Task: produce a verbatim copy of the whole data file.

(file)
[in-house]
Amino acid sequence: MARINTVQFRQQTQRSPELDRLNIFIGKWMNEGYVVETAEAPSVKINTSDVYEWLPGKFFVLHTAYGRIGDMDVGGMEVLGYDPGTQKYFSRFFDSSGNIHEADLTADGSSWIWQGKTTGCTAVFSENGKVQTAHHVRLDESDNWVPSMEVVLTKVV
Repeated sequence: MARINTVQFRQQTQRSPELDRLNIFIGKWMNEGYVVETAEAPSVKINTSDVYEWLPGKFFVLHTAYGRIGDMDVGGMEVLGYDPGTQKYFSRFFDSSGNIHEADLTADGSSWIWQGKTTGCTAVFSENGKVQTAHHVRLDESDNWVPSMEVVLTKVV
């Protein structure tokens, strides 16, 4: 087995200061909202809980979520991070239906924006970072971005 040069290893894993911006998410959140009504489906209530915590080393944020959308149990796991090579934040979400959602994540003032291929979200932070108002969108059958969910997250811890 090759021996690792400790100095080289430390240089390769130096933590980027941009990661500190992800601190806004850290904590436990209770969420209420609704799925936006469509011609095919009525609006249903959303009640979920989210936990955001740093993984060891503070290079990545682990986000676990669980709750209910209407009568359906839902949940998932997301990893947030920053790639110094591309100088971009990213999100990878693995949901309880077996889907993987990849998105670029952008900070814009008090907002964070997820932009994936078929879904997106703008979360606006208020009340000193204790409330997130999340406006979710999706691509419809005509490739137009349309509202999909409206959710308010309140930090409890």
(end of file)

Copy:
[in-house]
Amino acid sequence: MARINTVQFRQQTQRSPELDRLNIFIGKWMNEGYVVETAEAPSVKINTSDVYEWLPGKFFVLHTAYGRIGDMDVGGMEVLGYDPGTQKYFSRFFDSSGNIHEADLTADGSSWIWQGKTTGCTAVFSENGKVQTAHHVRLDESDNWVPSMEVVLTKVV
Repeated sequence: MARINTVQFRQQTQRSPELDRLNIFIGKWMNEGYVVETAEAPSVKINTSDVYEWLPGKFFVLHTAYGRIGDMDVGGMEVLGYDPGTQKYFSRFFDSSGNIHEADLTADGSSWIWQGKTTGCTAVFSENGKVQTAHHVRLDESDNWVPSMEVVLTKVV
């Protein structure tokens, strides 16, 4: 087995200061909202809980979520991070239906924006970072971005 040069290893894993911006998410959140009504489906209530915590080393944020959308149990796991090579934040979400959602994540003032291929979200932070108002969108059958969910997250811890 090759021996690792400790100095080289430390240089390769130096933590980027941009990661500190992800601190806004850290904590436990209770969420209420609704799925936006469509011609095919009525609006249903959303009640979920989210936990955001740093993984060891503070290079990545682990986000676990669980709750209910209407009568359906839902949940998932997301990893947030920053790639110094591309100088971009990213999100990878693995949901309880077996889907993987990849998105670029952008900070814009008090907002964070997820932009994936078929879904997106703008979360606006208020009340000193204790409330997130999340406006979710999706691509419809005509490739137009349309509202999909409206959710308010309140930090409890």